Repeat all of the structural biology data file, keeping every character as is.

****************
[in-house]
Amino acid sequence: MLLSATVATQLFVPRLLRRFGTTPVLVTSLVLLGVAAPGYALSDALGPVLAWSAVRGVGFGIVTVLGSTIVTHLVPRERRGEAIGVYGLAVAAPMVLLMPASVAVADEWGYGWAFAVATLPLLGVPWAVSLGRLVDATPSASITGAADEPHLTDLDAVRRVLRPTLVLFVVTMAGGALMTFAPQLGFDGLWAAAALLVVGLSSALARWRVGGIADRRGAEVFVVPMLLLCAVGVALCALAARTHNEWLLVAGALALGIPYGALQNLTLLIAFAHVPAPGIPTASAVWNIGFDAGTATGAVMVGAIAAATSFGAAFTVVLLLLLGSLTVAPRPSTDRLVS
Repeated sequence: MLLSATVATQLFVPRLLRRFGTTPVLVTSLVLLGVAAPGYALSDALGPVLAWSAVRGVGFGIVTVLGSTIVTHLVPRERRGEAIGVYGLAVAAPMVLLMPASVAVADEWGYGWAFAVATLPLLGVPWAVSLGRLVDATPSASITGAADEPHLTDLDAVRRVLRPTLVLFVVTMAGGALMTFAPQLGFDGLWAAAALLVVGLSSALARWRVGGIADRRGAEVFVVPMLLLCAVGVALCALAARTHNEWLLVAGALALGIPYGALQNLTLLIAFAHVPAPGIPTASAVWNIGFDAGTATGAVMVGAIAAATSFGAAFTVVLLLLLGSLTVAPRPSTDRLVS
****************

[in-house]
Amino acid sequence: MLLSATVATQLFVPRLLRRFGTTPVLVTSLVLLGVAAPGYALSDALGPVLAWSAVRGVGFGIVTVLGSTIVTHLVPRERRGEAIGVYGLAVAAPMVLLMPASVAVADEWGYGWAFAVATLPLLGVPWAVSLGRLVDATPSASITGAADEPHLTDLDAVRRVLRPTLVLFVVTMAGGALMTFAPQLGFDGLWAAAALLVVGLSSALARWRVGGIADRRGAEVFVVPMLLLCAVGVALCALAARTHNEWLLVAGALALGIPYGALQNLTLLIAFAHVPAPGIPTASAVWNIGFDAGTATGAVMVGAIAAATSFGAAFTVVLLLLLGSLTVAPRPSTDRLVS
Repeated sequence: MLLSATVATQLFVPRLLRRFGTTPVLVTSLVLLGVAAPGYALSDALGPVLAWSAVRGVGFGIVTVLGSTIVTHLVPRERRGEAIGVYGLAVAAPMVLLMPASVAVADEWGYGWAFAVATLPLLGVPWAVSLGRLVDATPSASITGAADEPHLTDLDAVRRVLRPTLVLFVVTMAGGALMTFAPQLGFDGLWAAAALLVVGLSSALARWRVGGIADRRGAEVFVVPMLLLCAVGVALCALAARTHNEWLLVAGALALGIPYGALQNLTLLIAFAHVPAPGIPTASAVWNIGFDAGTATGAVMVGAIAAATSFGAAFTVVLLLLLGSLTVAPRPSTDRLVS